[Cooper] filed his second PCRA petition in 2004. The PCRA court denied the petition as being untimely in August 2005. [Cooper] appealed that denial. On or about March 16, 2007, while [Cooper's] second PCRA petition was on collateral appeal with this Court, he filed a third PCRA request. [Cooper's] third petition alleged the discovery of an eyewitness, Suliman Perkins, whose testimony would essentially indicate, inter alia, that [Cooper] was not present during the shooting in this case. The petition included an affidavit from Suliman as to testimony he would provide if called to testify. The PCRA court dismissed the petition because the collateral appeal of [Cooper's] second PCRA petition was pending. [Cooper] did not appeal the dismissal of his third PCRA petition.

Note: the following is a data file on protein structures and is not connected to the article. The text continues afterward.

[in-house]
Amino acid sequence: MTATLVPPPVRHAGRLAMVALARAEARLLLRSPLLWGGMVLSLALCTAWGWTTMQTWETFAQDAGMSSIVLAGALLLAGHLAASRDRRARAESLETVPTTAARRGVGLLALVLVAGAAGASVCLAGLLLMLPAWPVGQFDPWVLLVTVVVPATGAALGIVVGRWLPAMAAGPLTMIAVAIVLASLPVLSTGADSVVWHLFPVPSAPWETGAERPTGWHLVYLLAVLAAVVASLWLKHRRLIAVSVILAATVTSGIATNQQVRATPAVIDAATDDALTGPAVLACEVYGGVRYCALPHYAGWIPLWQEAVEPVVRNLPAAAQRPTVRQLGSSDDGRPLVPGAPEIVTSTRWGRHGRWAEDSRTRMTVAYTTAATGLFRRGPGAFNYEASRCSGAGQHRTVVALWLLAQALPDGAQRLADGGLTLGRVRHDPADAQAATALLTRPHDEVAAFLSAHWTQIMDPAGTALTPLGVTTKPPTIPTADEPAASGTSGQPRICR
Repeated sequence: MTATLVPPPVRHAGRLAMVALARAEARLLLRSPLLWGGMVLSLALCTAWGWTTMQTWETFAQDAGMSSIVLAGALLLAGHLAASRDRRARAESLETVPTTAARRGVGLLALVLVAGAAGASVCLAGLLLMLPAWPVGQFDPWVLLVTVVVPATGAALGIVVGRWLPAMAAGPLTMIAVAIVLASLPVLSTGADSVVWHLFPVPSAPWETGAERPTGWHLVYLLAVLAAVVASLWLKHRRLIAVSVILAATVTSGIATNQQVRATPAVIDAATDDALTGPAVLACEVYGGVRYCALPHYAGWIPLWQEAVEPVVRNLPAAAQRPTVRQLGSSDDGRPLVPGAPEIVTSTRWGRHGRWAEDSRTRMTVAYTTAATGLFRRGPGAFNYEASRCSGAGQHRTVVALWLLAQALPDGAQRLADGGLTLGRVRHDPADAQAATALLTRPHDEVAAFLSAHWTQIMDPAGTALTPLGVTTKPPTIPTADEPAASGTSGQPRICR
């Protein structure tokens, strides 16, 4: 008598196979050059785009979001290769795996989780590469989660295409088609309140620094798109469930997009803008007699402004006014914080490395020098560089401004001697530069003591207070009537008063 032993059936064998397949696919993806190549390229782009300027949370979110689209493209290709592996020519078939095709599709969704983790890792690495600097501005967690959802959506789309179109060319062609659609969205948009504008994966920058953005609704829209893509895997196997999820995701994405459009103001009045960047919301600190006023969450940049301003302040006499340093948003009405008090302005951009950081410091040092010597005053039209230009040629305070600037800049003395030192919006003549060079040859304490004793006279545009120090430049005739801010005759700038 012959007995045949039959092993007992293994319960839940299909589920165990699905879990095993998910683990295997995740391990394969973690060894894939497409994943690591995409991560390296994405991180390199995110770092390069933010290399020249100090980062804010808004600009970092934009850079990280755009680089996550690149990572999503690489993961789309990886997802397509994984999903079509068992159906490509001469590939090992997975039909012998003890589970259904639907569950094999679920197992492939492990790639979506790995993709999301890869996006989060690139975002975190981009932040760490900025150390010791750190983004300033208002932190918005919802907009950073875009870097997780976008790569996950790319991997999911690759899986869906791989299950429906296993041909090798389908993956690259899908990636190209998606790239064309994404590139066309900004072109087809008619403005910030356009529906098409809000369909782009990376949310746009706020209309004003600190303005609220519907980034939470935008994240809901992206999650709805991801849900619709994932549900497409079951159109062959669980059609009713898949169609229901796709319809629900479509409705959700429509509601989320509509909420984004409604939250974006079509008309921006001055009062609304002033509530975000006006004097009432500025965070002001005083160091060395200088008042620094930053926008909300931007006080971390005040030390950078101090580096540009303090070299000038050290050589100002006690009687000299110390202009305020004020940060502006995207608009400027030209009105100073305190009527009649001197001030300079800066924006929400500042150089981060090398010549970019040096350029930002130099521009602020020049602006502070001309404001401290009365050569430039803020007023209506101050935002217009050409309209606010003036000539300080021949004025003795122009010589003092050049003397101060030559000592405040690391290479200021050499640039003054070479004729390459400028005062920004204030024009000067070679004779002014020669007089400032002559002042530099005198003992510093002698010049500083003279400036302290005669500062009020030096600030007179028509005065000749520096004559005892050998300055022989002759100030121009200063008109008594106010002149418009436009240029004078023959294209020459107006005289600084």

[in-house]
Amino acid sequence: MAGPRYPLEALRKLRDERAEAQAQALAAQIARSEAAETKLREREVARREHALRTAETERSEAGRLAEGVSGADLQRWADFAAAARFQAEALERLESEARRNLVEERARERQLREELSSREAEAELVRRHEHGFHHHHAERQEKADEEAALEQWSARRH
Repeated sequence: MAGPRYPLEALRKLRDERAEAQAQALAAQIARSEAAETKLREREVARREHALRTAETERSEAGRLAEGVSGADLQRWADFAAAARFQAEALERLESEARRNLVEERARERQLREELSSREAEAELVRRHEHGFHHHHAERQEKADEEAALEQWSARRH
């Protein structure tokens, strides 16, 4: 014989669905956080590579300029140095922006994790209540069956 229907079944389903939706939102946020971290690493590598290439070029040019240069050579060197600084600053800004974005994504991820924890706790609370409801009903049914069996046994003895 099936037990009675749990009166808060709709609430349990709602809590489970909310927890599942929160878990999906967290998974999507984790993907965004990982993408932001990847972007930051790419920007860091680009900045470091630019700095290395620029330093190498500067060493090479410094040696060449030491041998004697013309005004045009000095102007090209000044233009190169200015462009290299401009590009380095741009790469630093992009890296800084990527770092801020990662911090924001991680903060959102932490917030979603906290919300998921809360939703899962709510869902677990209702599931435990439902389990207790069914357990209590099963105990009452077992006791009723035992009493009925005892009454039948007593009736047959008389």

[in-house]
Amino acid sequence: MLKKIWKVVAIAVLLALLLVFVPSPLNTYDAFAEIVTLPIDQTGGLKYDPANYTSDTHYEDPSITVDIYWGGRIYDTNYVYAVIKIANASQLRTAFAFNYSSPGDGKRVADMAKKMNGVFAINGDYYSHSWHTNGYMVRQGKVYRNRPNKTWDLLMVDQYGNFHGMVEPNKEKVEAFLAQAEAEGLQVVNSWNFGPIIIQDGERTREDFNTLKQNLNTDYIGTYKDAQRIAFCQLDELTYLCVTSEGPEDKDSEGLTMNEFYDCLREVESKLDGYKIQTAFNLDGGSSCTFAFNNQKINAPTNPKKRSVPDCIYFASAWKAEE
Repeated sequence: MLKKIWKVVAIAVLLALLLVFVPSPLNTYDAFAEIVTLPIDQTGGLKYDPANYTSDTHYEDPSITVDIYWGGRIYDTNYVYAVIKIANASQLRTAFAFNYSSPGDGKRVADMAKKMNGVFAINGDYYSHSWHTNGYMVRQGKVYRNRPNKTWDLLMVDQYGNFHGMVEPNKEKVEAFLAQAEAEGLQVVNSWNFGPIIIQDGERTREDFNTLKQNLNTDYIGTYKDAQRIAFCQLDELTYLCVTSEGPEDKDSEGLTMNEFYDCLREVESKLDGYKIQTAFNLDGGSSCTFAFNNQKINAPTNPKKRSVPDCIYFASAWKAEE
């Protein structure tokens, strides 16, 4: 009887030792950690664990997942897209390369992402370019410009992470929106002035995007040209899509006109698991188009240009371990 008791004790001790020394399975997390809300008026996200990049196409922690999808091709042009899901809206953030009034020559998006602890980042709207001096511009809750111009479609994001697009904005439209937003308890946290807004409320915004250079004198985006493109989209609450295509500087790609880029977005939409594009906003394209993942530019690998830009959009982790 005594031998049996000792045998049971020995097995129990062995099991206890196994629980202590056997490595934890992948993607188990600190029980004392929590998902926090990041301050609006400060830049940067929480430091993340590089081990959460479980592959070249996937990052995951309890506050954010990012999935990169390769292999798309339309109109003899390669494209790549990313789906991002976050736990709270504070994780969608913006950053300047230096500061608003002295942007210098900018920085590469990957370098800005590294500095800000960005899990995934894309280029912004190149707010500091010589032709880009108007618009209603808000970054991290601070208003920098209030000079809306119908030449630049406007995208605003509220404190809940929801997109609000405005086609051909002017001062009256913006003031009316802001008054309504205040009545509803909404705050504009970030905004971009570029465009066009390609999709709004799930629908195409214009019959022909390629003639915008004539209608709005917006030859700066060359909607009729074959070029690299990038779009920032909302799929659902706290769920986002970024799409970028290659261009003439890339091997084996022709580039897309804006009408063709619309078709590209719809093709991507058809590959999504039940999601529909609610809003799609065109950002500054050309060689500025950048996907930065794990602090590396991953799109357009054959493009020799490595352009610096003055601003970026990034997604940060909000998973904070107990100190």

In April 2007, we affirmed the PCRA court's denial of [Cooper's] second PCRA petition. Commonwealth v. Cooper, 928 A.2d 1120 (Pa.Super. 2007) [(table)]. The Pennsylvania Supreme Court denied [Cooper's] petition for allowance of appeal on November 15, 2007. Commonwealth v. Cooper, 936 A.2d 39 (Pa. 2007) [(per curiam)].
In January 2008, [Cooper] filed [his fourth PCRA petition], pro se. The clerk of courts received the petition on or about January 11, 2008. It is not apparent whether [Cooper] mailed his petition from prison and, if so, when he mailed it, or whether he had someone hand file the petition for him.